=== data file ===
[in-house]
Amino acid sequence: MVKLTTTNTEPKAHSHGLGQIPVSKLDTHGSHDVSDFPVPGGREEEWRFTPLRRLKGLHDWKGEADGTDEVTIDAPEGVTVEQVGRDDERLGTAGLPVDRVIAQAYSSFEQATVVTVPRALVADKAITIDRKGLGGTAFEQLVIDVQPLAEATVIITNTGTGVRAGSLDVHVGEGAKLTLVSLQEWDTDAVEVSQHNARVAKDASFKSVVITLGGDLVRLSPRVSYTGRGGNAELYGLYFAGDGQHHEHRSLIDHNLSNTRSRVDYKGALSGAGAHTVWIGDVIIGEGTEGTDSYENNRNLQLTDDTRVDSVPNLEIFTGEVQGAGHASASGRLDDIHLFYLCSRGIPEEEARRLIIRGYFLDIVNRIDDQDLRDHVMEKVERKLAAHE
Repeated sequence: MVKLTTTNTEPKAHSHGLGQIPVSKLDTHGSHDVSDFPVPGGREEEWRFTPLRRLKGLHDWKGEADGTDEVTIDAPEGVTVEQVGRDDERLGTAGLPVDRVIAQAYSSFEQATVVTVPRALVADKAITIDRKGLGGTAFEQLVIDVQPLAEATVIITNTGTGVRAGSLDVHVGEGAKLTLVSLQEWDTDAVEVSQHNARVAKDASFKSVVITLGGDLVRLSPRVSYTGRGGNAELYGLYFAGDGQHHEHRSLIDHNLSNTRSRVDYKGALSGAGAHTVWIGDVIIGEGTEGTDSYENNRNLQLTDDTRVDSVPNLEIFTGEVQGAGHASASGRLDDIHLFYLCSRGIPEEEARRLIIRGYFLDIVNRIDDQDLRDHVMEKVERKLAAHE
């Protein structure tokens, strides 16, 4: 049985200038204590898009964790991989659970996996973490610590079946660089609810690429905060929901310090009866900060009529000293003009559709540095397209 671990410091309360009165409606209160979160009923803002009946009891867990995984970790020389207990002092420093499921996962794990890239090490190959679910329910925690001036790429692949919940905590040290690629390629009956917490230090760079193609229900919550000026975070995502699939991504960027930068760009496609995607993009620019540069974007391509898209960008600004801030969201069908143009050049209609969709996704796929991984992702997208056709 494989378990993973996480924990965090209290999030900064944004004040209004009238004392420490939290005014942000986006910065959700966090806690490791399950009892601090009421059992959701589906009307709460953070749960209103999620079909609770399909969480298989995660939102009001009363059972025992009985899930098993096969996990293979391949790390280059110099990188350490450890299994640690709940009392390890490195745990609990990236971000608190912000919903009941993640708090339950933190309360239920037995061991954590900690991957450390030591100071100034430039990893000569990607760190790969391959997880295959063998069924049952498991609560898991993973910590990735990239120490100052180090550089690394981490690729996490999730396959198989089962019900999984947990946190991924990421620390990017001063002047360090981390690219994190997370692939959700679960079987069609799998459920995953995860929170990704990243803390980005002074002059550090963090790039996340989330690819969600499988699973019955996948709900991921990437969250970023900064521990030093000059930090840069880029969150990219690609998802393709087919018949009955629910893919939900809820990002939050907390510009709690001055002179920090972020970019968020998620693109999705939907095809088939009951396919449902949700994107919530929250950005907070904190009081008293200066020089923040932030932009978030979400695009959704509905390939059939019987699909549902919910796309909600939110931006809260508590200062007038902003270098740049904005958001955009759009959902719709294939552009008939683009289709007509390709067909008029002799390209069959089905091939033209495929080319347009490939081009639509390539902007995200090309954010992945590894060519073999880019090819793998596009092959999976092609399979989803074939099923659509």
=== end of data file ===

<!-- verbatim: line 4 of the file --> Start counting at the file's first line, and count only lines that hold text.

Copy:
């Protein structure tokens, strides 16, 4: 049985200038204590898009964790991989659970996996973490610590079946660089609810690429905060929901310090009866900060009529000293003009559709540095397209 671990410091309360009165409606209160979160009923803002009946009891867990995984970790020389207990002092420093499921996962794990890239090490190959679910329910925690001036790429692949919940905590040290690629390629009956917490230090760079193609229900919550000026975070995502699939991504960027930068760009496609995607993009620019540069974007391509898209960008600004801030969201069908143009050049209609969709996704796929991984992702997208056709 494989378990993973996480924990965090209290999030900064944004004040209004009238004392420490939290005014942000986006910065959700966090806690490791399950009892601090009421059992959701589906009307709460953070749960209103999620079909609770399909969480298989995660939102009001009363059972025992009985899930098993096969996990293979391949790390280059110099990188350490450890299994640690709940009392390890490195745990609990990236971000608190912000919903009941993640708090339950933190309360239920037995061991954590900690991957450390030591100071100034430039990893000569990607760190790969391959997880295959063998069924049952498991609560898991993973910590990735990239120490100052180090550089690394981490690729996490999730396959198989089962019900999984947990946190991924990421620390990017001063002047360090981390690219994190997370692939959700679960079987069609799998459920995953995860929170990704990243803390980005002074002059550090963090790039996340989330690819969600499988699973019955996948709900991921990437969250970023900064521990030093000059930090840069880029969150990219690609998802393709087919018949009955629910893919939900809820990002939050907390510009709690001055002179920090972020970019968020998620693109999705939907095809088939009951396919449902949700994107919530929250950005907070904190009081008293200066020089923040932030932009978030979400695009959704509905390939059939019987699909549902919910796309909600939110931006809260508590200062007038902003270098740049904005958001955009759009959902719709294939552009008939683009289709007509390709067909008029002799390209069959089905091939033209495929080319347009490939081009639509390539902007995200090309954010992945590894060519073999880019090819793998596009092959999976092609399979989803074939099923659509």